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'Heavenly Hundred' Remembered on Anniversary of Ukraine's Deadly Euromaidan Protests

Relatives are angry over the perceived inaction and lassitude of protest leaders and politicians, and the lack of justice for victims gunned down in the demonstrations.
Photo by Sergei Chuzavkov/AP

On the first anniversary of the beginning of the Euromaidan demonstrations that ultimately transformed Ukraine's political landscape, relatives remembered the protesters who died during them — known as the "heavenly hundred" — while contemplating the future of their country, which still hangs in the balance.

The protests began on November 21, 2013 as a series of pro-European rallies in Kiev's Independence Square, also called the Maidan. The massive outpouring of discontent eventually forced Russian-backed President Viktor Yanukovych from office the following February, and inspired a reactive separatist campaign in the country's east that has fractured the country and killed thousands.


"Maybe Ukraine will have a brighter future, but we won't," Harik Nihoyan, whose son Serhiy was the first to be killed in the demonstrations, told Radio Free Europe/Radio Liberty. "We lost him, full stop."

Serhiy died on January 22 after being struck by multiple bullets in the chest, head, and neck as Berkut riot police stormed the Maidan protest camp, where the 21-year-old had been performing odd jobs, including providing security, for roughly a month.

Ukraine is now preparing Euromaidan protesters for a massive invasion. Read more here.

Harik Nihoyan is among the family members of the 110 activists who died as violence at the Euromaidan protests broke out early this year. The relatives were rankled by the subsequent inaction and perceived lassitude of protest leaders and politicians, many of whom supported or led the demonstrators in calling for the ousting of Yanukovich.

Their anger doubled after revelations in October that there were severe flaws in the government's prosecution case against three riot police suspects arrested for the deaths of at least 39 unarmed civilians on February 20 at the climax of the protests, according to a Reuters report.

Probes into the massacres have been repeatedly thwarted by missing evidence, destroyed documents, and the disappearance of a key suspect — a decorated commander. Under the circumstances, justice for the victims remains a distant possibility.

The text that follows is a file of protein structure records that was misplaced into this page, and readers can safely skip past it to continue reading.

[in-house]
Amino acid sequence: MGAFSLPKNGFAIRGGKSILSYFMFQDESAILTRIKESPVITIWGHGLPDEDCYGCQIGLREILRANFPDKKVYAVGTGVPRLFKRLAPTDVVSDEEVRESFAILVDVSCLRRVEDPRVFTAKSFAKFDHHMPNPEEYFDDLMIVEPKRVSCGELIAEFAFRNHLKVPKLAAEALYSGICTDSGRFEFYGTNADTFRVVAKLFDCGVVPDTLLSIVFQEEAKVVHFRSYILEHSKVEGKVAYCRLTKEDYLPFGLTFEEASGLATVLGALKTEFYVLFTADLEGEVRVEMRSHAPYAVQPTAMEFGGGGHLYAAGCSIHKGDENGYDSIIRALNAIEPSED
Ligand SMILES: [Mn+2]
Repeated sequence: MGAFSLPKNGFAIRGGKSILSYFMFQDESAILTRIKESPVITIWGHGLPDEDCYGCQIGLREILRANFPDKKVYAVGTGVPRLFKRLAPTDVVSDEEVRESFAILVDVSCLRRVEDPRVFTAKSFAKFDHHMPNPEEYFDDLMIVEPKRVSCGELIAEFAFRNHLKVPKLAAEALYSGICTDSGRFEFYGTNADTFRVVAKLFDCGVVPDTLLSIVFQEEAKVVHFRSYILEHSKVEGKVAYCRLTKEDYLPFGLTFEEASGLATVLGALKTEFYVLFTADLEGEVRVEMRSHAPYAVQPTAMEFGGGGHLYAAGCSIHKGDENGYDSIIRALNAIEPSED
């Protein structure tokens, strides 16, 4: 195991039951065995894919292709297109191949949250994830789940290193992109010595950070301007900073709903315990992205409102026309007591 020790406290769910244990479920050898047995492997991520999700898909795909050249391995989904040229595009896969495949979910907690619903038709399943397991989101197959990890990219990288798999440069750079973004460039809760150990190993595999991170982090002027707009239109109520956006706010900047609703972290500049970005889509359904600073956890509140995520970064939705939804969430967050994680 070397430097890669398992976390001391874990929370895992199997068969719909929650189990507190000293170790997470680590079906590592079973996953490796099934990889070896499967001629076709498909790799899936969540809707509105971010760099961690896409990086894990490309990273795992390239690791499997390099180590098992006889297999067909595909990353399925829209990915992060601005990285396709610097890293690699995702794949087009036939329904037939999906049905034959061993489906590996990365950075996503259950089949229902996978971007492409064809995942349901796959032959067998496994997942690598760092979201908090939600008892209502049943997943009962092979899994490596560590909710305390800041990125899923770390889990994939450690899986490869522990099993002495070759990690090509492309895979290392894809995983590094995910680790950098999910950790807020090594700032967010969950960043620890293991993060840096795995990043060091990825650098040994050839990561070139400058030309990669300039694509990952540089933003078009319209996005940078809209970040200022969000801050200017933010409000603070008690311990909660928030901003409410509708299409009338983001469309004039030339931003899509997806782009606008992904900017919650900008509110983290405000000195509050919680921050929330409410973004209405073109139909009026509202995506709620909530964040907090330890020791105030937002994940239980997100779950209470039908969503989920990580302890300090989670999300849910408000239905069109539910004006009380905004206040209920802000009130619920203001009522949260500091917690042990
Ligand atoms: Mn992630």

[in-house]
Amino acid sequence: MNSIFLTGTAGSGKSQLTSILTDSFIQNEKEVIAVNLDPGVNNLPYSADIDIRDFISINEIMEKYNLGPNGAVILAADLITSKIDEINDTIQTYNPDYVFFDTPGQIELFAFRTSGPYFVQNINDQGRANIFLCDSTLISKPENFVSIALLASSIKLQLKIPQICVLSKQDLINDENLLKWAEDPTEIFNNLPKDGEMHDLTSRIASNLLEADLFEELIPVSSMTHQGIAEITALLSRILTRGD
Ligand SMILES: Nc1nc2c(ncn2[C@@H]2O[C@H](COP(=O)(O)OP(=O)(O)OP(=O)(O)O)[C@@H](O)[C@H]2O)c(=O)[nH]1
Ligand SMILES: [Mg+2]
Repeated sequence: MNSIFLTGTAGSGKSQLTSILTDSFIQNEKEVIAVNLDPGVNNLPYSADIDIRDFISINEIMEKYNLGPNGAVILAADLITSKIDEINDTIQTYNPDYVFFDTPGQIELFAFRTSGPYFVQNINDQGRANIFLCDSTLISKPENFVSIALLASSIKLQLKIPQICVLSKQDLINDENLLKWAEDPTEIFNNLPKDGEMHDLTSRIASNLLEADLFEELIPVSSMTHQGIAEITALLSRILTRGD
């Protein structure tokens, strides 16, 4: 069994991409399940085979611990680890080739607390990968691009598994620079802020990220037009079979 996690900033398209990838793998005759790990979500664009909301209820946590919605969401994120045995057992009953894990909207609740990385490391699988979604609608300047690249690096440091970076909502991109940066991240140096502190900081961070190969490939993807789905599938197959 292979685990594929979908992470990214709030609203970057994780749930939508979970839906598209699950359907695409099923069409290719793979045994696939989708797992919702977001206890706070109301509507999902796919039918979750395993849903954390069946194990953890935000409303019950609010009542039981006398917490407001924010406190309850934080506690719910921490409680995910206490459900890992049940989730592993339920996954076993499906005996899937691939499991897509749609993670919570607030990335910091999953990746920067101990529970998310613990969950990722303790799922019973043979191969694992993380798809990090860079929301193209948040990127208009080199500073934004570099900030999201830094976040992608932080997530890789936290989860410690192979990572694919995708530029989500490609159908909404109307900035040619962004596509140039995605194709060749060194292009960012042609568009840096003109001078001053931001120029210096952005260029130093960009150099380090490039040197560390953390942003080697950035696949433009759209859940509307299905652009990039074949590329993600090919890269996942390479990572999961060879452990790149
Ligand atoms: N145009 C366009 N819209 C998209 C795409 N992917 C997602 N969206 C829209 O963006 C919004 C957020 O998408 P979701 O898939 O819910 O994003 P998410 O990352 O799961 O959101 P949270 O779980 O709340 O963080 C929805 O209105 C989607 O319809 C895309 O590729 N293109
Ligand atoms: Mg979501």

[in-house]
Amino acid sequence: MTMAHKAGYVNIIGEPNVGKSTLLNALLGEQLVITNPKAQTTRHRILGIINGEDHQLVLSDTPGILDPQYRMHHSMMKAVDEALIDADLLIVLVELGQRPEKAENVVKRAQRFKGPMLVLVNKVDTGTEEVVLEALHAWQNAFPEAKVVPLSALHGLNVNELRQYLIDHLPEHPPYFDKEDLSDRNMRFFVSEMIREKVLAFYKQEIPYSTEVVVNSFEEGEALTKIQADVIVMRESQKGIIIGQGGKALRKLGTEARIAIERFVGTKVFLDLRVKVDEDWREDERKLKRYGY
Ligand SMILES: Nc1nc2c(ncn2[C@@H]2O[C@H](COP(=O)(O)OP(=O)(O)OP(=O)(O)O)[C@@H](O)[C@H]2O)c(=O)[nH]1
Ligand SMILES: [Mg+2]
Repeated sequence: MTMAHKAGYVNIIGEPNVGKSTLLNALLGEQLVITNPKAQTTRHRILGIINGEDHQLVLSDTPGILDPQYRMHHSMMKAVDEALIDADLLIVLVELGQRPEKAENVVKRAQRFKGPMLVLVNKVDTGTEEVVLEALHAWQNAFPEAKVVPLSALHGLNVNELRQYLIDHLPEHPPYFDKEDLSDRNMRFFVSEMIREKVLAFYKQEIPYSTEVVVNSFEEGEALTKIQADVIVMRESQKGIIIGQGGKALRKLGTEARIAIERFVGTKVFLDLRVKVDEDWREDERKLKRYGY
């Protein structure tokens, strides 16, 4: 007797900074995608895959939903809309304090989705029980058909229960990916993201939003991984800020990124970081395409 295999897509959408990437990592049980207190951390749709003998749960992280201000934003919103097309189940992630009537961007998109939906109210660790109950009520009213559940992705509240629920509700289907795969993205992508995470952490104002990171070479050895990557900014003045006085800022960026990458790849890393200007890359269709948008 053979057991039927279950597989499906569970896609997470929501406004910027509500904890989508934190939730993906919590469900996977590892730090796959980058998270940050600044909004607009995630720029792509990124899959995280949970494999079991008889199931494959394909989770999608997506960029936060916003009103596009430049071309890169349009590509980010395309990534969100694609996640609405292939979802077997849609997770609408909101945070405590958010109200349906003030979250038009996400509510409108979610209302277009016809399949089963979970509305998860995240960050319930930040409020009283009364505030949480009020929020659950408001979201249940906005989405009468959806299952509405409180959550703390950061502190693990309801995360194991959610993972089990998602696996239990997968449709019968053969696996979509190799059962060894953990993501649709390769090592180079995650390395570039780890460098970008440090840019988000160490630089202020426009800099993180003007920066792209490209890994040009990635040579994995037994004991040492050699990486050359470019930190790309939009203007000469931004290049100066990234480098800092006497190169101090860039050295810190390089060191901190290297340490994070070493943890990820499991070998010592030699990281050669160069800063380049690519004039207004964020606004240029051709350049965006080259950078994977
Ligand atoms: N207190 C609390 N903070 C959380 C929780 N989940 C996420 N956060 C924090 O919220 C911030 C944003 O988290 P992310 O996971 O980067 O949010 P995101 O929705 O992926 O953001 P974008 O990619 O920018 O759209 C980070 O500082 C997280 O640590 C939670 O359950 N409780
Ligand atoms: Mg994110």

At a ceremony to pay tribute to Maidan victims on Friday, relatives shouted at Ukraine's current President Petro Poroshenko, crying "Where are their killers?" and "Down with Poroshenko!"

Ukraine: Defending the Homeland. Watch the VICE News documentary here.

Today I decreed to honour all Heroes of the Heavenly Hundred as Heroes of Ukraine. — ????? ????????? (@poroshenko)November 21, 2014

The country's new leaders seem bent on European integration and maintaining a united Ukraine. Yet despite a tenuous ceasefire signed by Kiev, Moscow, and the eastern separatists on September 5, there is no hint of an abatement of the conflict that has violently divided the Russian-speaking east from the rest of the country.

The UN reported Tuesday that at least 4,317 people have died since violence broke out in the rebel-held areas of Donetsk and Luhansk, with at least 957 killed after the two-month long truce took hold. Hundreds of thousands more have been displaced by the conflict.

Eastern Ukraine plunges ahead with controversial vote to elect separatist leaders. Read more here.

Animosity between the West and Russia over the situation in the east continues to worsen. Ukraine's government and European leaders have accused Russia of stoking separatist sentiment among rebels seeking to break away from Ukraine and form an independent state by supplying arms and sending its troops across the border to assist the uprising.


While Moscow has vehemently denied these claims, the West is backing its own interests against Russian territorial ambitions. On Thursday Reuters reported that US aims to increase non-lethal military aid to Ukraine, which will include providing Humvee vehicles and counter-mortar radars.

While Russia and the West trade barbs over contested territory in the east, where separatists held their own rebel leadership elections earlier this month, those who participated, or left behind relatives in the deadly aftermath of the protests a year ago, expressed mixed sentiments on Ukraine's prospects moving forward.

"I believe my father didn't die in vain, he wanted a better future for Ukraine," Ulyana Verbytska, whose father was tortured and killed for his participation in Euromaidan in January, told Radio Free Europe. "Of course the current situation in our country is difficult. But we must remember those who gave their lives for it and for our future, and do everything we can to ensure their sacrifice wasn't for nothing."

Russian Roulette. Watch all of the VICE News dispatches here.

Follow Liz Fields on Twitter: @lianzifields